Thu | Dec 12, 2019

Insurance rates will depend on effect of hurricane season

Published:Wednesday | June 6, 2018 | 12:00 AMSteven Jackson/ Senior Business Reporter
Managing Director of Iron Rock, Evan Thwaites.
The destruction after Hurricane Irma in Virgin Gorda, British Virgin Islands on September 19, 2017.

Start-up venture IronRock Insurance Company said property insurance rates could remain stable or dip next year despite predictions of a fairly active hurricane season.

"The activity is not the issue. The issue is whether the activity generates losses. If there are no significant losses, I do not see these rate increases going into next year," said Evan Thwaites, managing director at IronRock, in an interview with the Financial Gleaner following the company's annual general meeting at the Knutsford Court Hotel in New Kingston last Thursday.

"But if there is a big loss anywhere in the region, it will likely cause rates to go higher next year," he said.

Thwaites added that if predictions of disaster do not materialise, then "prices tend to react almost overnight".

There are predictions of between 12 to 16 storms this season, or above the 30-year average of 12, according to updates from the US-based National Oceanic and Atmospheric Administration (NOAA). The hurricane season runs from June 1 to November 30.

The market rates for property insurance were increased following losses arising from hurricanes Harvey, Irma and Maria which hit several countries in the Caribbean region last year. That resulted in reinsurers forcing local insurance companies to push up rates to what the reinsurers thought were economic levels, said Thwaites.

"So we have been benefiting from increases in property rates," said Thwaites, adding that property insurance makes up slightly more than half of its gross premiums. "We do not want to be over-reliant on one class of business, and property, at 50 per cent, is too large. So this year we are benefiting from a rise in rates, but next year rates could drop. So we want to balance it out."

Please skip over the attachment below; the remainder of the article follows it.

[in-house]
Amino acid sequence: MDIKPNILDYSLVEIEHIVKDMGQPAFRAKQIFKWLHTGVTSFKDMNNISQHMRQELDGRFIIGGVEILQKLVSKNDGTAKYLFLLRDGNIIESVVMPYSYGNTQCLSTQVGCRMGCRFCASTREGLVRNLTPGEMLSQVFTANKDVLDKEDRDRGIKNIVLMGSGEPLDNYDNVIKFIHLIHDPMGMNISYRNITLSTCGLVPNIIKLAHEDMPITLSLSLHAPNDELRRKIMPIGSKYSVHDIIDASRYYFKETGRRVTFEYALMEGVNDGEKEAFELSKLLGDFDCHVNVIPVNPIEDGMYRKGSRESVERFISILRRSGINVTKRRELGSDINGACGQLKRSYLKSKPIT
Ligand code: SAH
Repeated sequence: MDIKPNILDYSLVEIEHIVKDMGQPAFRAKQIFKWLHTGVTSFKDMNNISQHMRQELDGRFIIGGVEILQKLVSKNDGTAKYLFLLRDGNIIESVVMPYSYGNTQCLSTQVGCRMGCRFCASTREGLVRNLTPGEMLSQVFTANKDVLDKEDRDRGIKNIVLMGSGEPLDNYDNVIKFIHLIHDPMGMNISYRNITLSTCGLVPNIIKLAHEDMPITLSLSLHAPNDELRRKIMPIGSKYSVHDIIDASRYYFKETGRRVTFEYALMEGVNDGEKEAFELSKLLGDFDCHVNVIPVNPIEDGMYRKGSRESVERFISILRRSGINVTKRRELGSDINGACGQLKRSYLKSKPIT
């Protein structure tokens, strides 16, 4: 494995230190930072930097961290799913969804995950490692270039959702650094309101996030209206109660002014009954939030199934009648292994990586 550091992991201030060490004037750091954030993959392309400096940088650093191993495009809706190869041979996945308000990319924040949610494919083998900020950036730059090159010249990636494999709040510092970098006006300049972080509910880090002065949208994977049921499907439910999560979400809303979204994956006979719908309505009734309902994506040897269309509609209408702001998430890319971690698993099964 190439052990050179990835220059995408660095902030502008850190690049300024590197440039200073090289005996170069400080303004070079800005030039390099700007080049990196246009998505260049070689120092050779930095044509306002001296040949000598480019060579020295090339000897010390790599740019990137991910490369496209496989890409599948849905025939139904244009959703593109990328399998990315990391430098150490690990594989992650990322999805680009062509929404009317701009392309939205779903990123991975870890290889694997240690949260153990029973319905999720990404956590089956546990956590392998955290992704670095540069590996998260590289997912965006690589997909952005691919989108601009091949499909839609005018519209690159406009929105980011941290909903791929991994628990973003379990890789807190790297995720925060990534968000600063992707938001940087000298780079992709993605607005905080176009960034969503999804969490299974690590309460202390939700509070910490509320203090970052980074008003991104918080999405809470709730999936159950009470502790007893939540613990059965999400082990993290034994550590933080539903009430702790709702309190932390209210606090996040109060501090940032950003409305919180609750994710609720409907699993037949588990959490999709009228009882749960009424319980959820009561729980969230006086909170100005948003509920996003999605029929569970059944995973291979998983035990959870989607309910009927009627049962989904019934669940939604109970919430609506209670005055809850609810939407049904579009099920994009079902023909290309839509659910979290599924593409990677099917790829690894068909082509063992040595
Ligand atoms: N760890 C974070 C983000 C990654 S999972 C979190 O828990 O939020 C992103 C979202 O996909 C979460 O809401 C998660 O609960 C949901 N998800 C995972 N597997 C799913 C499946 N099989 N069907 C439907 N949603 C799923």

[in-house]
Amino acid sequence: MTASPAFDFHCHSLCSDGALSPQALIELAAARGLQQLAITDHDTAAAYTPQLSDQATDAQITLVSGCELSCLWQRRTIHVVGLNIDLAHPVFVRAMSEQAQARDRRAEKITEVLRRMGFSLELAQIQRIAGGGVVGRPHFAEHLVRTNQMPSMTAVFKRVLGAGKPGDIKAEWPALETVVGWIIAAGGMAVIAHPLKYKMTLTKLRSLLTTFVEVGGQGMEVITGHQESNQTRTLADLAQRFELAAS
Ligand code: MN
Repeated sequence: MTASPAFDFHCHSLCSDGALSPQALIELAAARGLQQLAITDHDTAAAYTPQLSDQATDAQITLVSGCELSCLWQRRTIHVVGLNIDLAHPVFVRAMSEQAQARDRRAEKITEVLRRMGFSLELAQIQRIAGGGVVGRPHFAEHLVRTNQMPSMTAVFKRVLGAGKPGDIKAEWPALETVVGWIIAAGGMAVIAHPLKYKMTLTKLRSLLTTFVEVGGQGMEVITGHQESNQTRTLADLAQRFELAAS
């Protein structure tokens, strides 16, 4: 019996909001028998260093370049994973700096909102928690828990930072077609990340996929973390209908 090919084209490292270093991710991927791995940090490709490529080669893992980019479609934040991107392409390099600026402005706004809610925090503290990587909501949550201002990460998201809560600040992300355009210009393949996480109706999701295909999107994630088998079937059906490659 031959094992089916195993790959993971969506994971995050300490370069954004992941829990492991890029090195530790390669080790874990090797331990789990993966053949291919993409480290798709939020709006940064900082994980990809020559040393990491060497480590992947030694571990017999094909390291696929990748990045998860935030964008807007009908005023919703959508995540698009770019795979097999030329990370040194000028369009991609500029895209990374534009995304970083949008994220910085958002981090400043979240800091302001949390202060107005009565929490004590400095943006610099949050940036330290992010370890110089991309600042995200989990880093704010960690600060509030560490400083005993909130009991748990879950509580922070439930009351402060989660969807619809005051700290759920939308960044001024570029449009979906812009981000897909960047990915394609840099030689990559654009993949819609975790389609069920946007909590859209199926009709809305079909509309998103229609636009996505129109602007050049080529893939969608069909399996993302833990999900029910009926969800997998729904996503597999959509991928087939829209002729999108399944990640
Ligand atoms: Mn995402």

Thwaites wants to grow the nominal size of the property insurance portfolio, but reduce it as a percentage of total premiums from 50 per cent to 40 per cent. A key strategy includes growing its motor vehicle written premiums.




Concurrently, IronRock continues to grow its revenues faster than projected as it benefited from a rise in property business. It, however, pushed back its timeline to post profits to 2019, or a year later, due to higher-than-anticipated expenses related to the business and marketing.

This financial year, the company expects revenues to grow by double-digit levels, said Thwaites. However, already first-quarter results show that IronRock continued to experience strong triple-digit growth. Its gross written premium, at $155 million for its first quarter ending March 2018, increased 150 per cent from $61.9 million a year earlier. IronRock's net loss for the period under review was $4.6 million compared to a loss of $27.3 million the previous year.

"We are climbing that mountain. We started with zero. We will keep climbing and then plateau for a year or two, because it is important to stop and make sure that your systems are capable of handling what's going on and that we do not lose control of what is going on," he said.

The company listed in March 2016 on the Jamaica Stock Exchange, noting in its prospectus that it plans to grow its premiums rapidly in order to achieve critical mass to cover its expenses. IronRock reported $424.5 million in gross premiums written for its December 2017 full year, up 233 per cent from $127.3 million a year earlier. It made a net loss of $47.9 million versus $50.3 million net loss in 2016 due to higher-than- projected expenses surrounding growing the business and marketing.